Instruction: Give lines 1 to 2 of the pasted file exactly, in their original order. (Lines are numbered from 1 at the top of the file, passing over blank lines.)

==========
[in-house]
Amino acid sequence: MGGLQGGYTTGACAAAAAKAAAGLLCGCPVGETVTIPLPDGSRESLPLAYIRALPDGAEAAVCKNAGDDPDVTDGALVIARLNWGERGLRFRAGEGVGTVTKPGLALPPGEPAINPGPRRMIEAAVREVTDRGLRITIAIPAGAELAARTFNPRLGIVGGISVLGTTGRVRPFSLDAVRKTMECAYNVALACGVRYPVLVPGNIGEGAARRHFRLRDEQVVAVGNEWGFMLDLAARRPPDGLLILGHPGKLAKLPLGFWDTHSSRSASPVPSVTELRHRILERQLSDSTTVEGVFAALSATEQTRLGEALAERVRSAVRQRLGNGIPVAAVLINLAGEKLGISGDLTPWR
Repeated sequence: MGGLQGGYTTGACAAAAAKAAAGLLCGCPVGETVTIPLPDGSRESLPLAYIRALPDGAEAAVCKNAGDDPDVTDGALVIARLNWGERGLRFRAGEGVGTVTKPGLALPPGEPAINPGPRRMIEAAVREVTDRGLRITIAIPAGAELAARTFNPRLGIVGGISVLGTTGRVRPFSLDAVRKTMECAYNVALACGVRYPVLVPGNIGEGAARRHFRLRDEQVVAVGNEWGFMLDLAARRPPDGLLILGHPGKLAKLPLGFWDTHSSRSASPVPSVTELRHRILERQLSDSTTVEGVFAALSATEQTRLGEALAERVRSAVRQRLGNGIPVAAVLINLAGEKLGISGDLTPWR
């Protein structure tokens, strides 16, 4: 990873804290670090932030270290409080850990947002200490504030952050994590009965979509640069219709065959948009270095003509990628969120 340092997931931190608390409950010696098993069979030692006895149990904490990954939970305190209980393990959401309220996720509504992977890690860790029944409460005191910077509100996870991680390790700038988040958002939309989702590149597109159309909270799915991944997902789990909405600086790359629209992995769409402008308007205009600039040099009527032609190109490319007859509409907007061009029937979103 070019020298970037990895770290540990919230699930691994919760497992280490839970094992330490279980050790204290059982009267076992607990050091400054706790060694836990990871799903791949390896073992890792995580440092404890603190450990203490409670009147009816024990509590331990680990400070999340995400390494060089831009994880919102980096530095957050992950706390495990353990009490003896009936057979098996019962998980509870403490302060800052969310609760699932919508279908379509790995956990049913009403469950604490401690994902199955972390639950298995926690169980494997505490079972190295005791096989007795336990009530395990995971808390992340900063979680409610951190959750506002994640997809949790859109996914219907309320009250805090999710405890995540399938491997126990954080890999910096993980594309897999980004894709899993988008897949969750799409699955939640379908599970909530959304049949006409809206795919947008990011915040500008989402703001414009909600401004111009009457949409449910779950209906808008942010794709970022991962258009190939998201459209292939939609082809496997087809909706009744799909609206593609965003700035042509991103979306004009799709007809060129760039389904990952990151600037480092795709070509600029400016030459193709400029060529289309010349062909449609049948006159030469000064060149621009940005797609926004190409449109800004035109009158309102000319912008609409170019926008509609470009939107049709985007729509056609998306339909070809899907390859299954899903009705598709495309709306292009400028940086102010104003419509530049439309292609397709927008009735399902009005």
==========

[in-house]
Amino acid sequence: MGGLQGGYTTGACAAAAAKAAAGLLCGCPVGETVTIPLPDGSRESLPLAYIRALPDGAEAAVCKNAGDDPDVTDGALVIARLNWGERGLRFRAGEGVGTVTKPGLALPPGEPAINPGPRRMIEAAVREVTDRGLRITIAIPAGAELAARTFNPRLGIVGGISVLGTTGRVRPFSLDAVRKTMECAYNVALACGVRYPVLVPGNIGEGAARRHFRLRDEQVVAVGNEWGFMLDLAARRPPDGLLILGHPGKLAKLPLGFWDTHSSRSASPVPSVTELRHRILERQLSDSTTVEGVFAALSATEQTRLGEALAERVRSAVRQRLGNGIPVAAVLINLAGEKLGISGDLTPWR